1Password Watchtower

I've been using 1Password as my password management solution for both the Mac and all my iOS devices for many years. For those of you that are not familiar with 1Password, it is a simple and secure way to store and manage not only passwords but just about any kind of personal or sensitive data (medical information, social security numbers, bank account routing numbers, software keys, the list goes on and on...).

1Password version 4.4 for Mac was recently released and one of the great new features is something called Watchtower. Here is a excerpt right from the Agile Bits Blog describing the new feature:

Watchtower is a new component of 1Password’s popular Security Audit feature, which shows you items with weak passwords, duplicate passwords, and other handy info to help you decide which Logins to update. Now built into 1Password, Watchtower lists all vulnerable Logins in a single place and even sorts them by status, such as “Avoid”—for sites that have not yet patched their vulnerability—and “Change Password” for sites that have updated and it is now safe (and prudent) to change your passwords.

This is a great new feature and I am looking forward to using it as a way to keep my most sensitive login accounts as safe as possible. However, the implementation of this feature just got me into a bit of trouble. Luckily I was able to spot what was going on and fix it before it caused any real damage. The problem I encountered was that when I was updating the first vulnerability listed in the Watchtower list I performed the following steps:

  1. Navigated to the website
  2. Logged in with my current username and password
  3. Navigated to the "change password" section of the website
  4. Was prompted to enter my current password and I did, by cutting and pasting it from my 1Password login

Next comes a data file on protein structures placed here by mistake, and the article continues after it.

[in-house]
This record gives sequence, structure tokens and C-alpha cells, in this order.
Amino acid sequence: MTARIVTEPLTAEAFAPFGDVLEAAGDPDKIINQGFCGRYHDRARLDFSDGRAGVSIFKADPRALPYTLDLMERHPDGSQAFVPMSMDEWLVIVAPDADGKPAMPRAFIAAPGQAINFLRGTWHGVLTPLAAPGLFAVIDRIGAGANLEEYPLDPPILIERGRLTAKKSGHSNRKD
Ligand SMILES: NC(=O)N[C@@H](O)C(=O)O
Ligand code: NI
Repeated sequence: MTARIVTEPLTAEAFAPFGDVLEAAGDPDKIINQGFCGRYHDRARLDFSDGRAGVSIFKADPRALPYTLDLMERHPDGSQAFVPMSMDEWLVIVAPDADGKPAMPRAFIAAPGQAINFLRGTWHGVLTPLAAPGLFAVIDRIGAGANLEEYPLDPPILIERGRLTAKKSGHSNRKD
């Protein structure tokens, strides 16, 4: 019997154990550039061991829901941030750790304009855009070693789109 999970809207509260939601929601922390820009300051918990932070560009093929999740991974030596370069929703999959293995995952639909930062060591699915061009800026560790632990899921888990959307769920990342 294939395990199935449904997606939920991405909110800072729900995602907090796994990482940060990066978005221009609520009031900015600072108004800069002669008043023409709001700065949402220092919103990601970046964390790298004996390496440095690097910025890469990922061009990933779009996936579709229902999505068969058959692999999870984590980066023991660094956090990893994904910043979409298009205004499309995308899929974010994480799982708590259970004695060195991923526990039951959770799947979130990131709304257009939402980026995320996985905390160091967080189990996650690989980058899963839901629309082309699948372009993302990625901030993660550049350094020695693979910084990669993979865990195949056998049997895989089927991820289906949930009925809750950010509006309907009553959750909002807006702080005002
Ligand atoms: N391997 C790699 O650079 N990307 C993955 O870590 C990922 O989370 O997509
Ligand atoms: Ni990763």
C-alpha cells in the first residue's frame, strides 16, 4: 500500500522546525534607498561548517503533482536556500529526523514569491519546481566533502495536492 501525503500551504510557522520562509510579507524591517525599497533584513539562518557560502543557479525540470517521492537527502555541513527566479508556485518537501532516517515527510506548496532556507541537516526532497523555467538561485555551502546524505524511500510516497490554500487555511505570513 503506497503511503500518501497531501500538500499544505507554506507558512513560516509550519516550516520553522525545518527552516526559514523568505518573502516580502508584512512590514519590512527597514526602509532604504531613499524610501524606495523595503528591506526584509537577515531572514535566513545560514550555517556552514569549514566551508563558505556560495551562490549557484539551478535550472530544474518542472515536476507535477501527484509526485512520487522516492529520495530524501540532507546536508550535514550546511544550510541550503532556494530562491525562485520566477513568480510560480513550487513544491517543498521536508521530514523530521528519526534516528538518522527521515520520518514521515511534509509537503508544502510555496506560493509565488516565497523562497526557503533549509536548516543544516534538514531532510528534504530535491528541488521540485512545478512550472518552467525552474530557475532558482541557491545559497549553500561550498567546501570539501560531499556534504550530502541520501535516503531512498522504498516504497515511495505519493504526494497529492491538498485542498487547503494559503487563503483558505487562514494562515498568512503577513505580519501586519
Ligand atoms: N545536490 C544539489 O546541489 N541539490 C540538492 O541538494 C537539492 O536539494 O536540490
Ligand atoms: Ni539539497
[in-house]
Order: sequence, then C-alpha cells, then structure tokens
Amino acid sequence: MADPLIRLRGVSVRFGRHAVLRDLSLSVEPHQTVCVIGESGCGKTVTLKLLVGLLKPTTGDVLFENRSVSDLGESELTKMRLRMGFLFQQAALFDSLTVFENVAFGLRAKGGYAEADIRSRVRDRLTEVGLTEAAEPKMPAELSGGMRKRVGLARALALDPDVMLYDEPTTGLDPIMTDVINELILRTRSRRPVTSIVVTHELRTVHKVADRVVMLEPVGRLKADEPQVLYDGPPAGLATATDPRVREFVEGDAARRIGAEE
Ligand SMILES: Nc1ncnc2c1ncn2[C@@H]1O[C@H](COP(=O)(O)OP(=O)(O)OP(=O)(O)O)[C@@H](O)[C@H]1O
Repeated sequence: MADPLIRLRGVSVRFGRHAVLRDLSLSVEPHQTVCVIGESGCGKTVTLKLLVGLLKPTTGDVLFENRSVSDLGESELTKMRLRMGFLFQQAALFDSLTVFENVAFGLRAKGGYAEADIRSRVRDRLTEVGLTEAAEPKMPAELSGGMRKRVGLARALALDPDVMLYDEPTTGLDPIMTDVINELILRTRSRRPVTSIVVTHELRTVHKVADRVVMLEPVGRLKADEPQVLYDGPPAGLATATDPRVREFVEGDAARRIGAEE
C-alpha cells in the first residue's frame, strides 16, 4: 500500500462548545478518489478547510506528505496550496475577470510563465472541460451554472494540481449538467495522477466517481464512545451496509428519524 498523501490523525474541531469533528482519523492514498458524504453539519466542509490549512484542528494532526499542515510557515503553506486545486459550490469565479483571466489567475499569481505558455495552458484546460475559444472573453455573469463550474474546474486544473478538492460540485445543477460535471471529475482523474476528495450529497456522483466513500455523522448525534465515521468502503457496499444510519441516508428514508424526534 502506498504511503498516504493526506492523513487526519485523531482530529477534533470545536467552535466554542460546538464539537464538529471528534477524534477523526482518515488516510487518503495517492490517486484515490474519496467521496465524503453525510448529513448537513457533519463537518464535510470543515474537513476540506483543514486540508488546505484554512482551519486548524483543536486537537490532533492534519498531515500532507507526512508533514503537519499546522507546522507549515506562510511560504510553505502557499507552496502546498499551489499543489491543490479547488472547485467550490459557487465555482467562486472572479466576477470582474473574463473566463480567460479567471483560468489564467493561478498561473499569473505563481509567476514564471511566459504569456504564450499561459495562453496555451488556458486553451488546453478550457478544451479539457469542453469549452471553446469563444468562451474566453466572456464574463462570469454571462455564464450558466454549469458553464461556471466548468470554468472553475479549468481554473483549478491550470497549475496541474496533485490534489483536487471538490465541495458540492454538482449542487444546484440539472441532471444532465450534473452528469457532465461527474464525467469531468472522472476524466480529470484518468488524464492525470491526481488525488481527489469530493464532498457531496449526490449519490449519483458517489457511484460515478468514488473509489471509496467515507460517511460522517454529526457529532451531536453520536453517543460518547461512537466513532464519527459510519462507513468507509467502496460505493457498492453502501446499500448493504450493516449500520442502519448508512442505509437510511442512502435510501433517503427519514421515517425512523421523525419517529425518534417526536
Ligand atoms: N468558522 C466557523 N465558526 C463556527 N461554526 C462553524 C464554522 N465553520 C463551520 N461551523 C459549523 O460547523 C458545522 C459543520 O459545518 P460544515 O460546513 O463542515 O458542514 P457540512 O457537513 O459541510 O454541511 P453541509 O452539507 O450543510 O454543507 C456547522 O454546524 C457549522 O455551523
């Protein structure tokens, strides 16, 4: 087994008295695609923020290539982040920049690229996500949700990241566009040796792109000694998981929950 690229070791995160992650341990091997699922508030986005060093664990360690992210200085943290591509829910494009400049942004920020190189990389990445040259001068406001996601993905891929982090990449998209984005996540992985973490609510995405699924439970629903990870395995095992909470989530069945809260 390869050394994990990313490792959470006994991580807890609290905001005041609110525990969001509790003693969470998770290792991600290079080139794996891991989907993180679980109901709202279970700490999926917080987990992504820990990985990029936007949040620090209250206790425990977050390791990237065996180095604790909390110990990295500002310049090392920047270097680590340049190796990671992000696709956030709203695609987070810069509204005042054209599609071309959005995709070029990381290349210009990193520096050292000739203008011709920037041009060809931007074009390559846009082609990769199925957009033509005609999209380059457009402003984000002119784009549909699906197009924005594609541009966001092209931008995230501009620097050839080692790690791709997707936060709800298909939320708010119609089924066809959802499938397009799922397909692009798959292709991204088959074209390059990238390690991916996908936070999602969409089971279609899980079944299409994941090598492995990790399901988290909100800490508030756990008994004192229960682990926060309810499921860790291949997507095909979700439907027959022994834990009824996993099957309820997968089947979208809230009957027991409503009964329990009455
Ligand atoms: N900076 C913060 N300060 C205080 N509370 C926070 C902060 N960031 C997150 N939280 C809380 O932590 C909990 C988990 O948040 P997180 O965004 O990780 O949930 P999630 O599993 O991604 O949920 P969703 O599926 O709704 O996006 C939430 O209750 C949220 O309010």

5. Was prompted to enter a new password, so I selected the "password generator" button within 1Password to generate a new password
  6. I then hit the "save" button in 1Password to save the password I just generated to my login item

Here is where the process broke down for me. As soon as you hit save in 1Password, since you have just updated the password, Watchtower now no longer sees this login as a vulnerability and it disappears from the Watchtower list! I didn't realize it had done this and I wasn't happy with the strength of the password that the site was showing for the new password I had just generated, so I went back to my 1Password login item to generate a stronger password. I didn't notice that the 1Password item I was now editing was no longer that of the website I was currently editing in my web browser (because I had saved the updated password and it was removed from the Watchtower list) I was now editing the next login item in the Watchtower list.

This is just a warning for other 1Password users out there to pay very close attention when using Watchtower to help you update your login passwords. I wish 1Password would just leave the saved and updated login item in the Watchtower list (at least until you exit Watchtower and come back into it) and maybe just change the color of the text indicating that is now no longer a vulnerability. When working with a list of items like this in Watchtower I find it to be bad practice to change the list by removing the item from the list while the user is actively using the list. Change the status of the item in the list but don't remove it from the list. I have encountered the same issues when using the security audit feature in 1Password as well. After you make a change and save it you often want to go back into the item but the item is no longer listed. Now you have to leave the feature and go searching.

Agile bits is a great company and this certainly won't stop me from using what I believe to be the best password management solution on the planet. I'll submit this as a suggestion as a possible improvement for their next update. In the mean time, if you are using one of these features be aware of how the list is dynamically updated as you update each login item so you don't make the same mistake I did.

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